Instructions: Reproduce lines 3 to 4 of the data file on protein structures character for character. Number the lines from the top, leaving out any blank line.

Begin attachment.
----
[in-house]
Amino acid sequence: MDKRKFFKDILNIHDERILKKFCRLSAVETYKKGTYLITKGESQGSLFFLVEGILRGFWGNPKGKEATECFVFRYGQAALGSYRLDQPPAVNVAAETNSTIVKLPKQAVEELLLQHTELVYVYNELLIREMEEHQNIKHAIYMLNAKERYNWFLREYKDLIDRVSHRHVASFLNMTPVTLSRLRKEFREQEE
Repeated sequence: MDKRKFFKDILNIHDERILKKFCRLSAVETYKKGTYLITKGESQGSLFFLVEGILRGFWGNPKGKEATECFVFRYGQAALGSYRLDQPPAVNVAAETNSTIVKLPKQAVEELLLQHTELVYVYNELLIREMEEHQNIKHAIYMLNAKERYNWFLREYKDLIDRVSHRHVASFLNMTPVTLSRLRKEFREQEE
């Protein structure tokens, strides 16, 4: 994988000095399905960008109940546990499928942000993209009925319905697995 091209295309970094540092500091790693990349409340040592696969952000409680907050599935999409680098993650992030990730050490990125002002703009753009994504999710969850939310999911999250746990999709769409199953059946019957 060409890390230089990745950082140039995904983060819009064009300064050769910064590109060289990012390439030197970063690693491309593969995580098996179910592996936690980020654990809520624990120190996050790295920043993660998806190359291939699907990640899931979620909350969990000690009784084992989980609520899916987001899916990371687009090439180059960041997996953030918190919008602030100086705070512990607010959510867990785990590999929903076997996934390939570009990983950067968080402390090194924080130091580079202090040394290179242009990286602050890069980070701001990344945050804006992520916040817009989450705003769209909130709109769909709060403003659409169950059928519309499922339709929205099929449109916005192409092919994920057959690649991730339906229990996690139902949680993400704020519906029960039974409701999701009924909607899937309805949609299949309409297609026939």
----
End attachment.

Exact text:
Repeated sequence: MDKRKFFKDILNIHDERILKKFCRLSAVETYKKGTYLITKGESQGSLFFLVEGILRGFWGNPKGKEATECFVFRYGQAALGSYRLDQPPAVNVAAETNSTIVKLPKQAVEELLLQHTELVYVYNELLIREMEEHQNIKHAIYMLNAKERYNWFLREYKDLIDRVSHRHVASFLNMTPVTLSRLRKEFREQEE
């Protein structure tokens, strides 16, 4: 994988000095399905960008109940546990499928942000993209009925319905697995 091209295309970094540092500091790693990349409340040592696969952000409680907050599935999409680098993650992030990730050490990125002002703009753009994504999710969850939310999911999250746990999709769409199953059946019957 060409890390230089990745950082140039995904983060819009064009300064050769910064590109060289990012390439030197970063690693491309593969995580098996179910592996936690980020654990809520624990120190996050790295920043993660998806190359291939699907990640899931979620909350969990000690009784084992989980609520899916987001899916990371687009090439180059960041997996953030918190919008602030100086705070512990607010959510867990785990590999929903076997996934390939570009990983950067968080402390090194924080130091580079202090040394290179242009990286602050890069980070701001990344945050804006992520916040817009989450705003769209909130709109769909709060403003659409169950059928519309499922339709929205099929449109916005192409092919994920057959690649991730339906229990996690139902949680993400704020519906029960039974409701999701009924909607899937309805949609299949309409297609026939």